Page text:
We have seen that a trip of dotterels has already been seen this year in Shropshire and another already in Highland, these are quite early, May being the peak time for them, so we are hoping we'll get a chance to see some with a little more ease this year, and soon.

A dotterel's eye view from the top of Pendle Hill at dawn. May 2013.
Looking through the bird news for today I noted some other southern UK passage birds, some like the dotterels heading for northern parts of these isles to breed. A Curlew Sandpiper was unusual, they mostly pass through in the autumn, rarely being seen in the Sping as their northerly migration takes them further east. The only other Calidris to hit the headlines today was a Little Stint in Cheshire, that also played host to a Jack Snipe that is presumably not likely to be sticking around for long.

Spotted Redshank Tringa erythropus; Titchwell, Norfolk England. June 2012.

A couple of Tringas were reported namely Wood Sandpiper in Oxfordshire and a few Spotted Redshanks dotted around the country and presumably approaching summer plumage when they are really stunning. One has been seen here recently close to Milton Keynes.

Wood Sandpiper Tringa glareola; Kotu Ponds, The Gambia. January 2014.

Another bird to be passing through is the Eurasian Whimbrel with one reported from Herefordshire today.

Eurasian Whimbrel Numenius phaeopus; Kotu, The Gambia. January 2014.
So birds are on the move, we can expect some Kentish Plovers maybe to overshoot their breeding grounds, or maybe a Temminck's Stint or two and soon enough we'll be welcoming our summer breeders such as the Little Ringed Plover and Eurasian Stone-Curlew. Perhaps this year we'll get some better photos of the latter!

Little Ringed Plover Charadrius dubius; Kotu Ponds, The Gambia. January 2014.

Wednesday, 16 April 2014

Please continue to support us now and into the future.

As we have said before, the travelling may be over (for now?), but Wader Quest goes on.

We successfully raised £3,260.56 for the Spoon-billed Sandpiper captive breeding programme but we still need your support  to continue to help wader conservation projects around the world.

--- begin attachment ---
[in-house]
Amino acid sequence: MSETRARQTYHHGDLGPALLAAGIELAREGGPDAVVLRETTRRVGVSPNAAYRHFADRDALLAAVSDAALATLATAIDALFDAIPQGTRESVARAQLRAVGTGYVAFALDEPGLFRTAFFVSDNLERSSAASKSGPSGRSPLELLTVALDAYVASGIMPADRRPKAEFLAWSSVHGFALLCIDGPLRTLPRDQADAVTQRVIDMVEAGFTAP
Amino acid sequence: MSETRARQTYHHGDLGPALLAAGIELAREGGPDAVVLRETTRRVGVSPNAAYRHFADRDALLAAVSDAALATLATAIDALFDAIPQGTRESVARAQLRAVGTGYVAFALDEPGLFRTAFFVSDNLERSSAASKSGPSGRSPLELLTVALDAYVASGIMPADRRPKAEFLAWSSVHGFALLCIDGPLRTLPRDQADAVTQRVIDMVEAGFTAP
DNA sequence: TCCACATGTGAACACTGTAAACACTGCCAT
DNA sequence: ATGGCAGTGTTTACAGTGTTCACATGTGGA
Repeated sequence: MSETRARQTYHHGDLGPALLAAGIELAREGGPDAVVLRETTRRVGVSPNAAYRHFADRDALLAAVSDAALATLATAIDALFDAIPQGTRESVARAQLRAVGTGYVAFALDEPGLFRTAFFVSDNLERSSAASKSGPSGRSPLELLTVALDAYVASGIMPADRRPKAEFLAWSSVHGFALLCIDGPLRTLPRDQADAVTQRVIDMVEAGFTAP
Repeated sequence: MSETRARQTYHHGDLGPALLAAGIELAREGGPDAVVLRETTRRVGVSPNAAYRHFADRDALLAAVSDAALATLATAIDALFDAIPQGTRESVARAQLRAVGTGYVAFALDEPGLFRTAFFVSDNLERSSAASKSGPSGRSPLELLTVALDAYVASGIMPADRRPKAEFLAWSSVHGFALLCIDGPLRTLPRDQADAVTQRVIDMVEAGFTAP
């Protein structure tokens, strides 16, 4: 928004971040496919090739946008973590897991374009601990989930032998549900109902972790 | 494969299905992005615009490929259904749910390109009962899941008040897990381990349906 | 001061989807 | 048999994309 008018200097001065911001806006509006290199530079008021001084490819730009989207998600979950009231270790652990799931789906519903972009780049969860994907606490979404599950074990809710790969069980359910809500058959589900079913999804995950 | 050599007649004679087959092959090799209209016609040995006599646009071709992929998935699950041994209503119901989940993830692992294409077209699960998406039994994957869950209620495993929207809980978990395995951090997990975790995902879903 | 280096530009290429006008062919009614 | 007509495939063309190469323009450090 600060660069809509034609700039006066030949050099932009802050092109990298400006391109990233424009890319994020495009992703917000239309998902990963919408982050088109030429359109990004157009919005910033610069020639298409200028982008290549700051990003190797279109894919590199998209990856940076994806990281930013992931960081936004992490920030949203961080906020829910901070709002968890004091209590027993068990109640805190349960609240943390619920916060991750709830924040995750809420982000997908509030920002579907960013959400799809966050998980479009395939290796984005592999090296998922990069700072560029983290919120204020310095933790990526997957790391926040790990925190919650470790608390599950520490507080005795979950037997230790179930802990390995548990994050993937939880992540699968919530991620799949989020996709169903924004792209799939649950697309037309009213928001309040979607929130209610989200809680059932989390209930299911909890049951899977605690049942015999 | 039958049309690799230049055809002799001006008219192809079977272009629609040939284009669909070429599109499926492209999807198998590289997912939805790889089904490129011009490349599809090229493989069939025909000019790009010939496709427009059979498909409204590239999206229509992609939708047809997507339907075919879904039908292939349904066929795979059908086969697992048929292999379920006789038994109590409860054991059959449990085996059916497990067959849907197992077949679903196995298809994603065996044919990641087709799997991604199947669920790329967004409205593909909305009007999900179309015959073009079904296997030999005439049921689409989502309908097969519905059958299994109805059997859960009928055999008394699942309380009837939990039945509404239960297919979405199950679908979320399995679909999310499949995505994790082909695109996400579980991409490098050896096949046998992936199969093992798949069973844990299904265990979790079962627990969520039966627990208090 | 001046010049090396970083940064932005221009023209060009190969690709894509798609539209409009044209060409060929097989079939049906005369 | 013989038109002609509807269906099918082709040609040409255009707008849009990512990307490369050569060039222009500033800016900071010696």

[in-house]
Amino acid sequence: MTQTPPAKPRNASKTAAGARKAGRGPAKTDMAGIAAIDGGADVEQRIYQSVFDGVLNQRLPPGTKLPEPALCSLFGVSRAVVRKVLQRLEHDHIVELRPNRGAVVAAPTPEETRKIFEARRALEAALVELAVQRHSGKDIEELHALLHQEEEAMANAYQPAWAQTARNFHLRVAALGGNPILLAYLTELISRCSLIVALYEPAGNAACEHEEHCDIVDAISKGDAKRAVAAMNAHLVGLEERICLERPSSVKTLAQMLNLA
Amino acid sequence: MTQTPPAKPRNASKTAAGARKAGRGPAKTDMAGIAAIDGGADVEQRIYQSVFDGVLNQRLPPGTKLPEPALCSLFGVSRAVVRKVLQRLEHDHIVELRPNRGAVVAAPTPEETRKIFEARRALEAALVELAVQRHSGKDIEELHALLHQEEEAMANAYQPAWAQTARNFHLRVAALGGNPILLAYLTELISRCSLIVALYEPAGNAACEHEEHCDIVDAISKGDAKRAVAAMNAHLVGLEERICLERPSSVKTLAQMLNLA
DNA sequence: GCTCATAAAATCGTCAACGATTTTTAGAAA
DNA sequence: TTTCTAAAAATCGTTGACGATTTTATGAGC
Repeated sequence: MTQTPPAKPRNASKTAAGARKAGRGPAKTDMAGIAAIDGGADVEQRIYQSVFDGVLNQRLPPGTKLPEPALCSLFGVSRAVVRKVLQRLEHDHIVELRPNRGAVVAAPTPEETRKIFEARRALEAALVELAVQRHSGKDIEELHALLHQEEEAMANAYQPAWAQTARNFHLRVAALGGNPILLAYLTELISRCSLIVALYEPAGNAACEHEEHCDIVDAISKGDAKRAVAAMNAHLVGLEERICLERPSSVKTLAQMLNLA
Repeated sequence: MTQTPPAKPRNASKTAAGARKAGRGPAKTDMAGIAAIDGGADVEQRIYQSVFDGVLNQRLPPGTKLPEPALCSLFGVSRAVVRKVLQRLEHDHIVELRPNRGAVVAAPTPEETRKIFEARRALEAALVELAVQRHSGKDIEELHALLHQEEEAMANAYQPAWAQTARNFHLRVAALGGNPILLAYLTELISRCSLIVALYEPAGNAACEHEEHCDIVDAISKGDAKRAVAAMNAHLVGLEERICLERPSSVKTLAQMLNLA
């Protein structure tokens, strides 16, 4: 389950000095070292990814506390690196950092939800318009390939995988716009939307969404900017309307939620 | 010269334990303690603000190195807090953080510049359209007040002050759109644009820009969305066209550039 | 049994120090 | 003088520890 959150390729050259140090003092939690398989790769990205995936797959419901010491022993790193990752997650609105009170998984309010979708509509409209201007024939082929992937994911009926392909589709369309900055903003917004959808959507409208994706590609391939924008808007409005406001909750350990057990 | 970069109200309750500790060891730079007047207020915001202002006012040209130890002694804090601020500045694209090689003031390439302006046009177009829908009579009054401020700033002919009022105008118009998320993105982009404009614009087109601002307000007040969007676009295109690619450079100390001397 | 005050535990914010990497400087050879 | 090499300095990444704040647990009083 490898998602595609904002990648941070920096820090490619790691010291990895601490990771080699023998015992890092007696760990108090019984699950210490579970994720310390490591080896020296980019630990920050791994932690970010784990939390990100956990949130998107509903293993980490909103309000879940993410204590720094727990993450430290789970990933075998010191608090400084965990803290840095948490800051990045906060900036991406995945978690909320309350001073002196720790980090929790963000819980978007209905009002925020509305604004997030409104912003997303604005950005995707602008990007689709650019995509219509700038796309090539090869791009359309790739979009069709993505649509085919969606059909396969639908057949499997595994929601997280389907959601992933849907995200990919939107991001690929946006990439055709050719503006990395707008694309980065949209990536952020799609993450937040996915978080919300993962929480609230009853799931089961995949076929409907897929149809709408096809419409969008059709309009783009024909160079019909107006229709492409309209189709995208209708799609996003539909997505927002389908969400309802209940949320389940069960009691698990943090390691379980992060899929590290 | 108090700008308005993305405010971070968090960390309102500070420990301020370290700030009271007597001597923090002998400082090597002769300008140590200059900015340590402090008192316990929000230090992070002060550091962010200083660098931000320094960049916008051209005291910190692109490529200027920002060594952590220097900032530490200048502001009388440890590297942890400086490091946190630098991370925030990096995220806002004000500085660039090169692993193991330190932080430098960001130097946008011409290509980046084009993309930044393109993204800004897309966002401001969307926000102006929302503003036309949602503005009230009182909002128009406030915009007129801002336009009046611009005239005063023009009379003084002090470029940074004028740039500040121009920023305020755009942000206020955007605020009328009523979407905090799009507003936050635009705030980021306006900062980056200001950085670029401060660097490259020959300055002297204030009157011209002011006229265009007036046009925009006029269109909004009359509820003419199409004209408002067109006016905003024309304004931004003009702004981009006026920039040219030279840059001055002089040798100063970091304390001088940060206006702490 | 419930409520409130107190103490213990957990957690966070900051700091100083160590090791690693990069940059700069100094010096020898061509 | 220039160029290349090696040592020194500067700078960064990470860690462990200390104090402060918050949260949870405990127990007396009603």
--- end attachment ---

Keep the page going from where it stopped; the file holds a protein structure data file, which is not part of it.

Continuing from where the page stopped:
We are still raising funds for the Hooded Plovers in Australia that lost their funding from the Australian Government last year, we are trying to raise £1,000 in direct donations for this cause. You can donate on the right of this page at the top where it says "Help a Hoody here!".

One off direct donations are always welcomed of course and we need many of them to reach our target, but if you would like to help us on a long term basis it is ridiculously cheap to do so.

We are looking for Founder Sponsors to commit to an annual donation to help us on our way.

Founder Sponsors will be those that sign up before the May 2015 AGM of Wader Quest, after that time the annual fees will reviewed, the current rates are:

  • Founder Ordinary Sponsorship - £5.00.
  • Founder Family Sponsorship - £7.50 (members of the same family living under the same roof).
  • Founder Club Sponsorship - £10.00 
  • Founder Corporate Sponsorship - 20.00 

All categories will receive a quarterly e-newsletter called Wader Quest (first issue out now), in addition clubs and societies will have a permanent link to their website on the Wader Quest website, and corporate sponsors will be able to have a permanent small advert and logo with a link on their website. Also their logo will appear on stationary and display materials where appropriate.

There is lots to do in the world of wader conservation and we hope that from these humble beginnings we will grow into a useful resource and make a significant contribution to wader conservation; but we cannot do this without your support.

Please be part of our future and sign up today on the "Donate" button to the right where it says "Become a sponsor here!"